On March 15, 2017, the Federal Open Market Committee (FOMC) within the Federal Reserve System, voted to increase the federal funds rate for the third time in this monetary tightening cycle. Due to the timeframe since the most recent rate hike in December, many are wondering if, when, and how this might affect the stock market.
The chart below, provided by Ned Davis Research, shows the relationship between the S&P 500 and 10-year Treasury note yields going back to 1963. Conventional market wisdom used to dictate that stock prices and bond yields generally have an inverse correlation – As interest rates rose, inflationary fears were heightened and stock prices would suffer.
However, this correlation has turned mostly positive in recent years, as extraordinary monetary policy has kept rates low. As the chart below suggests, yields and stock prices seem to move together until the 10-year treasury notes crosses above 4%. Why might this be?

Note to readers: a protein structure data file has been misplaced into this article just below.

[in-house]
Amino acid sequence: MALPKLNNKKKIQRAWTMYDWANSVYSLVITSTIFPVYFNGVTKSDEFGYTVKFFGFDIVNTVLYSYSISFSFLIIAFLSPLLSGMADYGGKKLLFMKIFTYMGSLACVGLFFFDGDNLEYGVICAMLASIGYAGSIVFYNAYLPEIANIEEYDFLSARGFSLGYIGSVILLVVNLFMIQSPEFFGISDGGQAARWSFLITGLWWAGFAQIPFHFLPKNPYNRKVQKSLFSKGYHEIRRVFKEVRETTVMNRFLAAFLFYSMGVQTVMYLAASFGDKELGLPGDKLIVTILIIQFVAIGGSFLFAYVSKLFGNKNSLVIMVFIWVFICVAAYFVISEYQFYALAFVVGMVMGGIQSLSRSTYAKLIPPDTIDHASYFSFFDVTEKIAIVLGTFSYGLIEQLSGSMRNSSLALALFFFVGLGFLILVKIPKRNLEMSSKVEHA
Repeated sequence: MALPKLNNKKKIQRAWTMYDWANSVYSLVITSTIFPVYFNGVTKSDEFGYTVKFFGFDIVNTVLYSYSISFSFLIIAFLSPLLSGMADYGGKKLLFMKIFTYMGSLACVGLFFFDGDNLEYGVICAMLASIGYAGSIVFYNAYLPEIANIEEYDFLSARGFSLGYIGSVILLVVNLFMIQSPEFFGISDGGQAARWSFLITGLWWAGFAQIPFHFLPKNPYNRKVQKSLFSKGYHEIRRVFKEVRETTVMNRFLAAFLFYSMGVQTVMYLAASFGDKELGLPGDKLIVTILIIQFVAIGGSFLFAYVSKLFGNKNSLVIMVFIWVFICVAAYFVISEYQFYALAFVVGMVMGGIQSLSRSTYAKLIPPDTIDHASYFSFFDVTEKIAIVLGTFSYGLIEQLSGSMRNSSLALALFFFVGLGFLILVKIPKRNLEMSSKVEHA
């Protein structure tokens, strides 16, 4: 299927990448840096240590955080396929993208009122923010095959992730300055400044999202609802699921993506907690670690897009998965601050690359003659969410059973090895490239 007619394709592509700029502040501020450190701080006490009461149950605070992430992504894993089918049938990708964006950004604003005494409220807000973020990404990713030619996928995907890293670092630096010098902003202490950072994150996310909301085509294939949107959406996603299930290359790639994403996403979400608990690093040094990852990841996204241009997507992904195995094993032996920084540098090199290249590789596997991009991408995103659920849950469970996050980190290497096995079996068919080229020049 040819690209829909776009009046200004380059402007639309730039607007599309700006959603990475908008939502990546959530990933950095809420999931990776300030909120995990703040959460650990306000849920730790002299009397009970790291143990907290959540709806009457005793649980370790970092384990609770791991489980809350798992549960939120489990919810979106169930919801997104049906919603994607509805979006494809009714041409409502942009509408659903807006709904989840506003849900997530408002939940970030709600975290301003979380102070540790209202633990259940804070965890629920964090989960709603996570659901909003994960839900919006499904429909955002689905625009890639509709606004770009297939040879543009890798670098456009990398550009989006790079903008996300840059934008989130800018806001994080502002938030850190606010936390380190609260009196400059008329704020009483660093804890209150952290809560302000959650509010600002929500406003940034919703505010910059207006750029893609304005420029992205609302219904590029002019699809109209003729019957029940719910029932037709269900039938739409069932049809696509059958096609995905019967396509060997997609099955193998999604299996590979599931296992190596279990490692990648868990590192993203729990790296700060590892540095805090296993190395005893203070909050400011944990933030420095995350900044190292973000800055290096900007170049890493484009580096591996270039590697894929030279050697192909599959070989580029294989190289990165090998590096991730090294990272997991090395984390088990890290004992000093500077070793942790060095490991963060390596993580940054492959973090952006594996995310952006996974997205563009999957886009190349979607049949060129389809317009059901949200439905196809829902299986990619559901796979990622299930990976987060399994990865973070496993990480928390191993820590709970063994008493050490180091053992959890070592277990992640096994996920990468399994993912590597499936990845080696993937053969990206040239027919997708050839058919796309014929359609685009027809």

We believe that from very low levels, rate hikes are reassuring to equity investors who are eager to see economic growth and modest inflation after the financial crisis of 2008. Increases could be viewed as a vote of confidence by the FOMC.
With the 10-year treasury yield currently at less than 2.5%, and inflation in check, we see recent rate hikes as a positive indicator for stocks…for now.
The Standard & Poor’s 500 Index is a capitalized weighted index of 500 stocks designed to measure performance of the broad domestic economy through changes in the aggregate market value of 500 stocks representing major industries. The S&P 500 is an unmanaged index which cannot be invested into directly. Past performance is no guarantee of future results.
The economic forecasts set forth in this material may not develop as predicted and there can be no guarantee that strategies promoted will be successful.